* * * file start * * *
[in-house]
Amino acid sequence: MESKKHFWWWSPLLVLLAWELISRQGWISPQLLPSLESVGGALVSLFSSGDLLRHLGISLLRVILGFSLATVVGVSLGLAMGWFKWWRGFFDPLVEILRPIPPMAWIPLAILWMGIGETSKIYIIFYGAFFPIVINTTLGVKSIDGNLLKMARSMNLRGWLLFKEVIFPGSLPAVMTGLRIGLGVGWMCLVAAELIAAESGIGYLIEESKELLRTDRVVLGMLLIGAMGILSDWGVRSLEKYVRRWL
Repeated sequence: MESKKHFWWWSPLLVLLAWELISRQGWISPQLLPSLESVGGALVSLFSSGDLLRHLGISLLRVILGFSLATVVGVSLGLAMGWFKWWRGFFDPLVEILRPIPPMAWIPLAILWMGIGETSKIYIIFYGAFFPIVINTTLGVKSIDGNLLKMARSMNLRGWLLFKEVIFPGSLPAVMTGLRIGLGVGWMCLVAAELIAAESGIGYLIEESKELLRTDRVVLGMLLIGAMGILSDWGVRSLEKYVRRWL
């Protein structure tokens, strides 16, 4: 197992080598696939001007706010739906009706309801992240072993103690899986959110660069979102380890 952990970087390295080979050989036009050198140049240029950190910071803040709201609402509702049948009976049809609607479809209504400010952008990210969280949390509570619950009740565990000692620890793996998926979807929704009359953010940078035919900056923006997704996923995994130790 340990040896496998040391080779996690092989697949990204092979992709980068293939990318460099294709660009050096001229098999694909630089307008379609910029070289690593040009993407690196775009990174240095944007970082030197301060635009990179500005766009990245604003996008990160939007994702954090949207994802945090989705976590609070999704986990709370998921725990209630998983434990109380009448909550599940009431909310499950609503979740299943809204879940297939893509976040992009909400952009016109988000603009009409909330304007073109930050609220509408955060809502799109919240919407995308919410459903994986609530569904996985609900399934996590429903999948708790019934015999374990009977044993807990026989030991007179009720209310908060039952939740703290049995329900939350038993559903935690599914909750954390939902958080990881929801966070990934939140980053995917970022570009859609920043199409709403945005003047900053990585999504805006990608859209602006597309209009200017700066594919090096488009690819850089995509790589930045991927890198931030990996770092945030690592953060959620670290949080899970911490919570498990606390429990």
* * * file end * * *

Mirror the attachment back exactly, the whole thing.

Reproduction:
[in-house]
Amino acid sequence: MESKKHFWWWSPLLVLLAWELISRQGWISPQLLPSLESVGGALVSLFSSGDLLRHLGISLLRVILGFSLATVVGVSLGLAMGWFKWWRGFFDPLVEILRPIPPMAWIPLAILWMGIGETSKIYIIFYGAFFPIVINTTLGVKSIDGNLLKMARSMNLRGWLLFKEVIFPGSLPAVMTGLRIGLGVGWMCLVAAELIAAESGIGYLIEESKELLRTDRVVLGMLLIGAMGILSDWGVRSLEKYVRRWL
Repeated sequence: MESKKHFWWWSPLLVLLAWELISRQGWISPQLLPSLESVGGALVSLFSSGDLLRHLGISLLRVILGFSLATVVGVSLGLAMGWFKWWRGFFDPLVEILRPIPPMAWIPLAILWMGIGETSKIYIIFYGAFFPIVINTTLGVKSIDGNLLKMARSMNLRGWLLFKEVIFPGSLPAVMTGLRIGLGVGWMCLVAAELIAAESGIGYLIEESKELLRTDRVVLGMLLIGAMGILSDWGVRSLEKYVRRWL
């Protein structure tokens, strides 16, 4: 197992080598696939001007706010739906009706309801992240072993103690899986959110660069979102380890 952990970087390295080979050989036009050198140049240029950190910071803040709201609402509702049948009976049809609607479809209504400010952008990210969280949390509570619950009740565990000692620890793996998926979807929704009359953010940078035919900056923006997704996923995994130790 340990040896496998040391080779996690092989697949990204092979992709980068293939990318460099294709660009050096001229098999694909630089307008379609910029070289690593040009993407690196775009990174240095944007970082030197301060635009990179500005766009990245604003996008990160939007994702954090949207994802945090989705976590609070999704986990709370998921725990209630998983434990109380009448909550599940009431909310499950609503979740299943809204879940297939893509976040992009909400952009016109988000603009009409909330304007073109930050609220509408955060809502799109919240919407995308919410459903994986609530569904996985609900399934996590429903999948708790019934015999374990009977044993807990026989030991007179009720209310908060039952939740703290049995329900939350038993559903935690599914909750954390939902958080990881929801966070990934939140980053995917970022570009859609920043199409709403945005003047900053990585999504805006990608859209602006597309209009200017700066594919090096488009690819850089995509790589930045991927890198931030990996770092945030690592953060959620670290949080899970911490919570498990606390429990």